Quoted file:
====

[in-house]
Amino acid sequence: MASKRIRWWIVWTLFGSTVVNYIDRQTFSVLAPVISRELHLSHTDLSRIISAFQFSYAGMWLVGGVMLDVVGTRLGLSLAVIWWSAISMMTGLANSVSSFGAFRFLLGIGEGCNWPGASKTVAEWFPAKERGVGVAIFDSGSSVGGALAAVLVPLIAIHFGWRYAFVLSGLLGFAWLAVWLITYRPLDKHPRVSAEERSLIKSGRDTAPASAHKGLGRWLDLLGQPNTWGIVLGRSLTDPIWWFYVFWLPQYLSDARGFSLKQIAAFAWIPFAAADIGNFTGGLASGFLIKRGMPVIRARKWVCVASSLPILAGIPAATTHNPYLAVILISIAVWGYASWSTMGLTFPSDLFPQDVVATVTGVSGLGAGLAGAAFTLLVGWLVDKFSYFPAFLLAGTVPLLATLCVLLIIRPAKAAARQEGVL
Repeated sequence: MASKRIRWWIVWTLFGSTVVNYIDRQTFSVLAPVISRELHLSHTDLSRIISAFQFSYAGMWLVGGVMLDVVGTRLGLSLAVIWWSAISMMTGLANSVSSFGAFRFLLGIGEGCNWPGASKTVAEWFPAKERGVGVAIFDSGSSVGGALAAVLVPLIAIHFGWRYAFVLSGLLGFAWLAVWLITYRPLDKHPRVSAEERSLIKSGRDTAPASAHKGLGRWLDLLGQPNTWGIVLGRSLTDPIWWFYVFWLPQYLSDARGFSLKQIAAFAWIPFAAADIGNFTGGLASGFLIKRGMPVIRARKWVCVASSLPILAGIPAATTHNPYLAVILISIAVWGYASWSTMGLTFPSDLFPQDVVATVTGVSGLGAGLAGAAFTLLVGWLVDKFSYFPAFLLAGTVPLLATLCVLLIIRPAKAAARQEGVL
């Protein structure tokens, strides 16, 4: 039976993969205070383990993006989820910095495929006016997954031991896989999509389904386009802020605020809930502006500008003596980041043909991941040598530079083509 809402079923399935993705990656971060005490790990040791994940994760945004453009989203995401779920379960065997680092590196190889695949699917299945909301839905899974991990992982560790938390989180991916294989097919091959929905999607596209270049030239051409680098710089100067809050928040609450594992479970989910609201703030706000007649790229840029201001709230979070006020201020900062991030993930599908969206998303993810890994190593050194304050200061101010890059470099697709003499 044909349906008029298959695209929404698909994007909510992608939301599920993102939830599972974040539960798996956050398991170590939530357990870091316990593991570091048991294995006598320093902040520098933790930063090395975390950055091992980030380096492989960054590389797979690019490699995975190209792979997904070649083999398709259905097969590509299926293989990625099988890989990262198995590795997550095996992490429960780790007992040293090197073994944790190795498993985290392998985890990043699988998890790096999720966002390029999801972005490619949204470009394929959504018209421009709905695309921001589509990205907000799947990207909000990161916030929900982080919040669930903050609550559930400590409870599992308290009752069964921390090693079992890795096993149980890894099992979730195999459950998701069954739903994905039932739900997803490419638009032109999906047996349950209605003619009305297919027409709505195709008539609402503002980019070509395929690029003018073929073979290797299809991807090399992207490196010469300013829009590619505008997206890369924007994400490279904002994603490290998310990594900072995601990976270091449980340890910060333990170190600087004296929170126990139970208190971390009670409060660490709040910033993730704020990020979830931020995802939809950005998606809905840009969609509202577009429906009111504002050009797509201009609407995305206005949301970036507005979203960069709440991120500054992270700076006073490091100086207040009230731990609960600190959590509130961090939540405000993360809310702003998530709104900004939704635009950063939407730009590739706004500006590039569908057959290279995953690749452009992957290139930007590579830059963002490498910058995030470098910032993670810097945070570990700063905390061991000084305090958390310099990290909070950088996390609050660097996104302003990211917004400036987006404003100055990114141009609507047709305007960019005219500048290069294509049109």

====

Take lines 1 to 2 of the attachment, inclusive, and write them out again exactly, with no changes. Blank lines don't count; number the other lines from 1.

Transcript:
[in-house]
Amino acid sequence: MASKRIRWWIVWTLFGSTVVNYIDRQTFSVLAPVISRELHLSHTDLSRIISAFQFSYAGMWLVGGVMLDVVGTRLGLSLAVIWWSAISMMTGLANSVSSFGAFRFLLGIGEGCNWPGASKTVAEWFPAKERGVGVAIFDSGSSVGGALAAVLVPLIAIHFGWRYAFVLSGLLGFAWLAVWLITYRPLDKHPRVSAEERSLIKSGRDTAPASAHKGLGRWLDLLGQPNTWGIVLGRSLTDPIWWFYVFWLPQYLSDARGFSLKQIAAFAWIPFAAADIGNFTGGLASGFLIKRGMPVIRARKWVCVASSLPILAGIPAATTHNPYLAVILISIAVWGYASWSTMGLTFPSDLFPQDVVATVTGVSGLGAGLAGAAFTLLVGWLVDKFSYFPAFLLAGTVPLLATLCVLLIIRPAKAAARQEGVL